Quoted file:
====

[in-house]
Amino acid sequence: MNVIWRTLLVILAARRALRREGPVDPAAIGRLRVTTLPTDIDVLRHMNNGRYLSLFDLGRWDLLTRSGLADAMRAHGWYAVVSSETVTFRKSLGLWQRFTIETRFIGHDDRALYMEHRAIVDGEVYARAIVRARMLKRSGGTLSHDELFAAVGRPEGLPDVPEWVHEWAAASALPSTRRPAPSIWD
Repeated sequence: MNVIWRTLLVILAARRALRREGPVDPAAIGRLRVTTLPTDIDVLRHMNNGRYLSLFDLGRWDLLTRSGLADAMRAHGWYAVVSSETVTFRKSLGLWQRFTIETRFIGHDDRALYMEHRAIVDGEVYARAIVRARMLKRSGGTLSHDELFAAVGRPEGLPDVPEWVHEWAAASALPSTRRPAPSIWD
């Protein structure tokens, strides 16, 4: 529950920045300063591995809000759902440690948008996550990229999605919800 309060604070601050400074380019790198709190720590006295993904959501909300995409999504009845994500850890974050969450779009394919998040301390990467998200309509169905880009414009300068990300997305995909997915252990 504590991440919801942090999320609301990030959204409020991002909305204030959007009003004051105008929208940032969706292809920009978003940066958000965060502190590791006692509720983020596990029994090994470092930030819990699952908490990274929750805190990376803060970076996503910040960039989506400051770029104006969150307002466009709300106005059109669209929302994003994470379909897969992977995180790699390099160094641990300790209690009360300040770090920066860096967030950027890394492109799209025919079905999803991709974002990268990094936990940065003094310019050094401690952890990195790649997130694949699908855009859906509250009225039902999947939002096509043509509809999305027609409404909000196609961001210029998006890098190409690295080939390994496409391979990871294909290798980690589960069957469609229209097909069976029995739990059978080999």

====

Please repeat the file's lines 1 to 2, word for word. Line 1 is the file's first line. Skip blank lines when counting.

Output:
[in-house]
Amino acid sequence: MNVIWRTLLVILAARRALRREGPVDPAAIGRLRVTTLPTDIDVLRHMNNGRYLSLFDLGRWDLLTRSGLADAMRAHGWYAVVSSETVTFRKSLGLWQRFTIETRFIGHDDRALYMEHRAIVDGEVYARAIVRARMLKRSGGTLSHDELFAAVGRPEGLPDVPEWVHEWAAASALPSTRRPAPSIWD